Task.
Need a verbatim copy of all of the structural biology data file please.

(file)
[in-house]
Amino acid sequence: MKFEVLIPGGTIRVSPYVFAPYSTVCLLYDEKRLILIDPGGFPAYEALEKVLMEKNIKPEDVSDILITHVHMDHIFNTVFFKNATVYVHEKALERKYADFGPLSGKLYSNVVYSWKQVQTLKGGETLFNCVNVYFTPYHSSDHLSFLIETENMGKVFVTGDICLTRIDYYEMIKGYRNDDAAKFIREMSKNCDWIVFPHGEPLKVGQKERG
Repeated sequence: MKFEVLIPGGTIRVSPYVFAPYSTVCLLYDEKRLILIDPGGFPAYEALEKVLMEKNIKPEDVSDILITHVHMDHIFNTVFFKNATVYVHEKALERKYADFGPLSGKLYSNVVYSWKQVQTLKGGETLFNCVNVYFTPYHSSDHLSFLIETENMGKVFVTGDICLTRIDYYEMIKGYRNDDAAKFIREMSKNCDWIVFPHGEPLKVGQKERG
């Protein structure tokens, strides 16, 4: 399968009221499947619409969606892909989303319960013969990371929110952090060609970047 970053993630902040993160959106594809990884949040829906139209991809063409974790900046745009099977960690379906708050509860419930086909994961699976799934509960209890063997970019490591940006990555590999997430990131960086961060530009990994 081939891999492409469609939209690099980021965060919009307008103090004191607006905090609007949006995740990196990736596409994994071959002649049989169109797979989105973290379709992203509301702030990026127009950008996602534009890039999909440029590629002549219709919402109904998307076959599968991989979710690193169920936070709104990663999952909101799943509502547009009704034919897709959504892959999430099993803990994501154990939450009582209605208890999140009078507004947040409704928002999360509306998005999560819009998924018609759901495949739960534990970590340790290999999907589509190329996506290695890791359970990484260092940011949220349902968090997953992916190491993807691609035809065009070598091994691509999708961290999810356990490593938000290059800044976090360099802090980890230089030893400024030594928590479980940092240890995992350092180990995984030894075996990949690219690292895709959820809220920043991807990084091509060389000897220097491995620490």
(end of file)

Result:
[in-house]
Amino acid sequence: MKFEVLIPGGTIRVSPYVFAPYSTVCLLYDEKRLILIDPGGFPAYEALEKVLMEKNIKPEDVSDILITHVHMDHIFNTVFFKNATVYVHEKALERKYADFGPLSGKLYSNVVYSWKQVQTLKGGETLFNCVNVYFTPYHSSDHLSFLIETENMGKVFVTGDICLTRIDYYEMIKGYRNDDAAKFIREMSKNCDWIVFPHGEPLKVGQKERG
Repeated sequence: MKFEVLIPGGTIRVSPYVFAPYSTVCLLYDEKRLILIDPGGFPAYEALEKVLMEKNIKPEDVSDILITHVHMDHIFNTVFFKNATVYVHEKALERKYADFGPLSGKLYSNVVYSWKQVQTLKGGETLFNCVNVYFTPYHSSDHLSFLIETENMGKVFVTGDICLTRIDYYEMIKGYRNDDAAKFIREMSKNCDWIVFPHGEPLKVGQKERG
């Protein structure tokens, strides 16, 4: 399968009221499947619409969606892909989303319960013969990371929110952090060609970047 970053993630902040993160959106594809990884949040829906139209991809063409974790900046745009099977960690379906708050509860419930086909994961699976799934509960209890063997970019490591940006990555590999997430990131960086961060530009990994 081939891999492409469609939209690099980021965060919009307008103090004191607006905090609007949006995740990196990736596409994994071959002649049989169109797979989105973290379709992203509301702030990026127009950008996602534009890039999909440029590629002549219709919402109904998307076959599968991989979710690193169920936070709104990663999952909101799943509502547009009704034919897709959504892959999430099993803990994501154990939450009582209605208890999140009078507004947040409704928002999360509306998005999560819009998924018609759901495949739960534990970590340790290999999907589509190329996506290695890791359970990484260092940011949220349902968090997953992916190491993807691609035809065009070598091994691509999708961290999810356990490593938000290059800044976090360099802090980890230089030893400024030594928590479980940092240890995992350092180990995984030894075996990949690219690292895709959820809220920043991807990084091509060389000897220097491995620490």